↓ Skip to main content

Gravel-bed river floodplains are the ecological nexus of glaciated mountain landscapes

Overview of attention for article published in Science Advances, June 2016
Altmetric Badge

About this Attention Score

  • In the top 5% of all research outputs scored by Altmetric
  • High Attention Score compared to outputs of the same age (98th percentile)
  • Good Attention Score compared to outputs of the same age and source (76th percentile)

Mentioned by

news
9 news outlets
blogs
4 blogs
policy
4 policy sources
twitter
99 tweeters
facebook
5 Facebook pages
wikipedia
1 Wikipedia page
googleplus
2 Google+ users

Citations

dimensions_citation
109 Dimensions

Readers on

mendeley
259 Mendeley
You are seeing a free-to-access but limited selection of the activity Altmetric has collected about this research output. Click here to find out more.
Title
Gravel-bed river floodplains are the ecological nexus of glaciated mountain landscapes
Published in
Science Advances, June 2016
DOI 10.1126/sciadv.1600026
Pubmed ID
Authors

F. Richard Hauer, Harvey Locke, Victoria J. Dreitz, Mark Hebblewhite, Winsor H. Lowe, Clint C. Muhlfeld, Cara R. Nelson, Michael F. Proctor, Stewart B. Rood

Abstract

Gravel-bed river floodplains in mountain landscapes disproportionately concentrate diverse habitats, nutrient cycling, productivity of biota, and species interactions. Although stream ecologists know that river channel and floodplain habitats used by aquatic organisms are maintained by hydrologic regimes that mobilize gravel-bed sediments, terrestrial ecologists have largely been unaware of the importance of floodplain structures and processes to the life requirements of a wide variety of species. We provide insight into gravel-bed rivers as the ecological nexus of glaciated mountain landscapes. We show why gravel-bed river floodplains are the primary arena where interactions take place among aquatic, avian, and terrestrial species from microbes to grizzly bears and provide essential connectivity as corridors for movement for both aquatic and terrestrial species. Paradoxically, gravel-bed river floodplains are also disproportionately unprotected where human developments are concentrated. Structural modifications to floodplains such as roads, railways, and housing and hydrologic-altering hydroelectric or water storage dams have severe impacts to floodplain habitat diversity and productivity, restrict local and regional connectivity, and reduce the resilience of both aquatic and terrestrial species, including adaptation to climate change. To be effective, conservation efforts in glaciated mountain landscapes intended to benefit the widest variety of organisms need a paradigm shift that has gravel-bed rivers and their floodplains as the central focus and that prioritizes the maintenance or restoration of the intact structure and processes of these critically important systems throughout their length and breadth.

Twitter Demographics

The data shown below were collected from the profiles of 99 tweeters who shared this research output. Click here to find out more about how the information was compiled.

Mendeley readers

The data shown below were compiled from readership statistics for 259 Mendeley readers of this research output. Click here to see the associated Mendeley record.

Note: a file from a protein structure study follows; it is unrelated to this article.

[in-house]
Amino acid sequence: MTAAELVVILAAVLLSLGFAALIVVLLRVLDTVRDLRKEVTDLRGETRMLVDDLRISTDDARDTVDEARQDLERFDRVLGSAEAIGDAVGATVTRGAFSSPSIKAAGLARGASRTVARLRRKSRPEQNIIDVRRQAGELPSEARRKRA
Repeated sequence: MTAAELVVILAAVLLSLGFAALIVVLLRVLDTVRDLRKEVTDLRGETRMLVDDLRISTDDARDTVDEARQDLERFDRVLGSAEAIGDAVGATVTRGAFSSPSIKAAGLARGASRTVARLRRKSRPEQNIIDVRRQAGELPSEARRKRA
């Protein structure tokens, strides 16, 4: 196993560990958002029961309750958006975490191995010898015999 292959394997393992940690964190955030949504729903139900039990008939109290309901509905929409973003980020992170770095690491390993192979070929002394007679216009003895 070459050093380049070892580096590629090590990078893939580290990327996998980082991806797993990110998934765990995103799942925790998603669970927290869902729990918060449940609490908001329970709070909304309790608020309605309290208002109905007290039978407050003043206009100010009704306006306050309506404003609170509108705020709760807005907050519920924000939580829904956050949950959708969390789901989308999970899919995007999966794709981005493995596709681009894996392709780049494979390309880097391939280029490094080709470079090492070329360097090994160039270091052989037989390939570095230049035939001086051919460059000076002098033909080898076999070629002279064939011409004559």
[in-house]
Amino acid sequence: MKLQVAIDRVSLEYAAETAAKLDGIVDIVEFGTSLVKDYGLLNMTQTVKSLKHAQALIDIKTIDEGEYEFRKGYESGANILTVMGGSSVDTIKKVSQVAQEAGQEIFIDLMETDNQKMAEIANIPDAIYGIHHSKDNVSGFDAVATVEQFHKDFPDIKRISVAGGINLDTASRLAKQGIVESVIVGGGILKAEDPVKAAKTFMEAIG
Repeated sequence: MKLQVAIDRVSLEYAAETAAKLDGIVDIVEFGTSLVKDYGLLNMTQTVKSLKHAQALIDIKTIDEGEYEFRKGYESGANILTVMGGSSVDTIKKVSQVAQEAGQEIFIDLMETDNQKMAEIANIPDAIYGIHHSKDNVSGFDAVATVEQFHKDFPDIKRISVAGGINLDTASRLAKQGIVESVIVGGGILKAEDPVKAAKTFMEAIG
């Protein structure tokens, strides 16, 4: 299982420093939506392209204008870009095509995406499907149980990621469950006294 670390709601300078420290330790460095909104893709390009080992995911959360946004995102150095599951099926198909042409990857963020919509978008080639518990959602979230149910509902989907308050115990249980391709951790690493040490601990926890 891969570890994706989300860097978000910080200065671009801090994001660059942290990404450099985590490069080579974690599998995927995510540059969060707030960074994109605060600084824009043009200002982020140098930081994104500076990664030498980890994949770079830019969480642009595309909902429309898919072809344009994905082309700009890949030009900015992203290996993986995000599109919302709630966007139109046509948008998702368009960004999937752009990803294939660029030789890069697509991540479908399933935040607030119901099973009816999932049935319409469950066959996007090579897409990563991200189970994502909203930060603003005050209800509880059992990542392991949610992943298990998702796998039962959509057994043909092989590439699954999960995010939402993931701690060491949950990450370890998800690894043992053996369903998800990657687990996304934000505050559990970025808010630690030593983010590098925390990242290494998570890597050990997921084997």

Geographical breakdown

Country Count As %
Canada 2 <1%
Mexico 1 <1%
Germany 1 <1%
United States 1 <1%
Unknown 254 98%

Demographic breakdown

Readers by professional status Count As %
Student > Master 50 19%
Researcher 44 17%
Student > Ph. D. Student 41 16%
Other 22 8%
Student > Bachelor 15 6%
Other 47 18%
Unknown 40 15%
Readers by discipline Count As %
Environmental Science 92 36%
Agricultural and Biological Sciences 57 22%
Earth and Planetary Sciences 23 9%
Biochemistry, Genetics and Molecular Biology 9 3%
Engineering 8 3%
Other 22 8%
Unknown 48 19%

Attention Score in Context

This research output has an Altmetric Attention Score of 194. This is our high-level measure of the quality and quantity of online attention that it has received. This Attention Score, as well as the ranking and number of research outputs shown below, was calculated when the research output was last mentioned on 20 March 2022.
All research outputs
#157,534
of 22,046,823 outputs
Outputs from Science Advances
#1,295
of 9,134 outputs
Outputs of similar age
#3,328
of 278,493 outputs
Outputs of similar age from Science Advances
#29
of 122 outputs
Altmetric has tracked 22,046,823 research outputs across all sources so far. Compared to these this one has done particularly well and is in the 99th percentile: it's in the top 5% of all research outputs ever tracked by Altmetric.
So far Altmetric has tracked 9,134 research outputs from this source. They typically receive a lot more attention than average, with a mean Attention Score of 122.5. This one has done well, scoring higher than 85% of its peers.
Older research outputs will score higher simply because they've had more time to accumulate mentions. To account for age we can compare this Altmetric Attention Score to the 278,493 tracked outputs that were published within six weeks on either side of this one in any source. This one has done particularly well, scoring higher than 98% of its contemporaries.
We're also able to compare this research output to 122 others from the same source and published within six weeks on either side of this one. This one has done well, scoring higher than 76% of its contemporaries.